The euro rose to a four-year high against the yen as annual inflation in German accelerated in November more than economists forecast, damping bets the European Central Bank will further loosen monetary policy.
The shared currency climbed for a third day against the dollar as separate reports showed consumer-price growth in the German states of Saxony and North Rhine-Westphalia increased for the first time in five months. The ECB cut its benchmarkinterest rate this month after inflation in the currency bloc slowed to a four-year low in October. The pound rose for a third day versus the dollar as Bank of England GovernorMark Carney said the central bank will end incentives for mortgage lending.
Nov. 28 (Bloomberg) -- Bank of England Governor Mark Carney talks about financial stability and policy tools to restrain the U.K.’s house-price boom. He speaks at a news conference in London alongside Monetary Policy Committee members Paul Fisher and Jon Cunliffe, Prudential Regulation Authority Chief Executive Officer Andrew Bailey and Andy Haldane, executive director for financial stability. (Source: Bloomberg)
“‘The more resilient German inflation is, the higher the hurdle is for more easing from the ECB.’’ said Eimear Daly, a currency-market analyst at Monex Europe Ltd. inLondon. ‘‘The inflation number from Saxony significantly boosted the euro,’’ she said, referring to the first regional report to be released.
The euro climbed 0.2 percent to 139.06 yen at 1:13 p.m. London time after advancing to 139.18, the highest since June 2009. The shared currency added 0.1 percent to $1.3594. The dollar rose 0.1 percent to 102.31 yen, after touching 102.37 the strongest level since May 29.
U.S. financial markets are shut today for a public holiday.
The annual inflation rate in Germany, calculated using a harmonized European Union method, rose to 1.6 percent this month from 1.2 percent in October. The median forecast of analysts in a Bloomberg survey was for a reading of 1.3 percent.
Inflation in Saxony accelerated to 1.4 percent in November from 1.1 percent the previous month, the German Statistics Office of Saxony in Kamenz said today. Similar reports from the regions of Brandenburg, North Rhine Westphalia, Baden Wuerttemberg and Hesse also showed quickening price rises.
Analysts in a separate Bloomberg survey estimate European Union statistics office data tomorrow will show consumer prices in the region rose 0.8 percent in November from a year ago, after increasing 0.7 percent the prior month.
‘‘The very weak reading on CPI last time led to an ECB rate cut, so the data will be closely watched,’’ said Noriaki Murao, the New York-based managing director of the marketing group for financial markets at Bank of Tokyo-Mitsubishi UFJ Ltd. ‘‘The euro will be swayed depending on whether it will beat or trail expectations in a thin market.’’
The pound rose as Carney said allowances under the central bank’s Funding for Lending Scheme will only apply to business lending from 2014 and will no longer be available for home loans.
‘‘Sterling reacted positively to what Carney said because the perception is that the Bank of England is using macro-prudential measures to head off risk to market stability that could come from the housing market,’’ said Lee Hardman, a currency strategist at Bank of Tokyo-Mitsubishi UFJ Ltd. in London.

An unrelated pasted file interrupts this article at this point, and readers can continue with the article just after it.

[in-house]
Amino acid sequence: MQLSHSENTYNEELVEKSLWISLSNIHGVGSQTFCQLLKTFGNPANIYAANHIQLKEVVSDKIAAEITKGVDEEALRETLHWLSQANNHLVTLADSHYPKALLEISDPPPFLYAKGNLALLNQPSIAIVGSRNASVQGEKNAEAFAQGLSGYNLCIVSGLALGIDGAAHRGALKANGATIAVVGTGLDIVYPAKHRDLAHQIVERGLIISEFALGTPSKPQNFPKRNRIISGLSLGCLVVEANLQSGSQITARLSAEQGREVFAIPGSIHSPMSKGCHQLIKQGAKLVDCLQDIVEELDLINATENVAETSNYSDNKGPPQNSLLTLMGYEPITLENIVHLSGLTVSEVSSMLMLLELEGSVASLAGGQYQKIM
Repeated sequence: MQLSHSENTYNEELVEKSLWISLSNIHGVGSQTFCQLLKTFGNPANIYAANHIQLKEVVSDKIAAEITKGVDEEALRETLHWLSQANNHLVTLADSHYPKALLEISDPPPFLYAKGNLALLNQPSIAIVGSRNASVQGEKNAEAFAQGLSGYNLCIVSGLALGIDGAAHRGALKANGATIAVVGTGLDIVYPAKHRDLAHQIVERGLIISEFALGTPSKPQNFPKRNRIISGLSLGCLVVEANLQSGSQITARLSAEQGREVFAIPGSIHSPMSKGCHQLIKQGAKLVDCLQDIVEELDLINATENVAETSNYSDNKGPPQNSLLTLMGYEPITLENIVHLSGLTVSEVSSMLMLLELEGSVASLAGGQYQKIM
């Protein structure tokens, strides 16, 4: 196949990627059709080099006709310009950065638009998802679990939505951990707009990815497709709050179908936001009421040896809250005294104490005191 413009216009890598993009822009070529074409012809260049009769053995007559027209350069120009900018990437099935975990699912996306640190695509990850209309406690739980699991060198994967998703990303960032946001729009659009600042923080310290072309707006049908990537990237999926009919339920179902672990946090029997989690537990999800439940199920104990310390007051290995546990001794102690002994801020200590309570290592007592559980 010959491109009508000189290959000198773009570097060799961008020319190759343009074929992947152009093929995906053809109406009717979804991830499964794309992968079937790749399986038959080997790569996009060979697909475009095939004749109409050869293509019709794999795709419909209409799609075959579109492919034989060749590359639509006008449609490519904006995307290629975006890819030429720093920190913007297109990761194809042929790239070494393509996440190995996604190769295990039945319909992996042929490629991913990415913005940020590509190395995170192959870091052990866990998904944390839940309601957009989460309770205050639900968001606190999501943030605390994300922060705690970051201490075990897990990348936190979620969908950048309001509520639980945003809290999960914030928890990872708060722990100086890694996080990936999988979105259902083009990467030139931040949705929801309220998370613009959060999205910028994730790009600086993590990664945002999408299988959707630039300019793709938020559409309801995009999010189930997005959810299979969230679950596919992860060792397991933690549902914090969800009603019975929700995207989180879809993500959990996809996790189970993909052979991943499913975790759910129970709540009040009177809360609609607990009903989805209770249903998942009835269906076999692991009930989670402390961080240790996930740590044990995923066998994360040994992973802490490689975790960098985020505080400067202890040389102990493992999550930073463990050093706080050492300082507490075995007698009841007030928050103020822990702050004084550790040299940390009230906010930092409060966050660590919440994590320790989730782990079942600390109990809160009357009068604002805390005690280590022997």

The pound rose 0.3 percent to $1.6333 after climbing to $1.6353, the highest since Jan. 2. It gained 0.2 percent to 83.25 pence per euro after touching 83.14 pence, the strongest since Nov. 7.
The pound has risen 7.4 percent in the past six months, the best performer among 10 developed-nation currencies tracked by Bloomberg Correlation-Weighted Indexes. The dollar fell 2 percent and the euro appreciated 4.3 percent.
Australia’s dollar rose for the first time in seven days after data showed private capital spending jumped 3.6 percent in the third quarter from the previous period, when it rose a revised 1.6 percent. The median forecast of economists surveyed by Bloomberg was for a 1.2 percent decline.
The Aussie rose 0.4 percent to 91.19 U.S. cents, after declining to 90.65 yesterday, the weakest since Sept. 4.
Indonesia’s rupiah weakened beyond 12,000 per dollar for the first time since 2009 after a failed debt sale added to concern fund inflows are slowing on the prospect of a cut in stimulus by the Federal Reserve. The rupiah reached 12,028 per dollar, the weakest since March 2009, before closing 1.1 percent lower at 12,015 per dollar, prices from local banks show.
European stocks rose, extending a third consecutive monthly advance, as mining companies and banks led gains. U.S. index futures and Asian shares also increased.
Rio Tinto Group climbed 2.9 percent after saying it will spend $3 billion less than projected to increase iron-ore output capacity. Boliden AB (BOL) added 3.9 percent as Morgan Stanley raised its rating on the stock. Thomas Cook Group Plc (TCG) rose 13 percent after the travel operator posted a 49 percent increase in full-year earnings. British tobacco companies slipped after a U.K. minister announced the review of cigarette packaging.
The Stoxx Europe 600 Index advanced 0.3 percent to 325.04 at 12:51 p.m. in London. Standard & Poor’s 500 Index futures rose 0.2 percent after the equity gauge closed at a record yesterday. The MSCI Asia Pacific Index climbed 0.6 percent with Japanese equities ending at the highest in almost six years. U.S. equity and bond markets are closed today for the Thanksgiving holiday.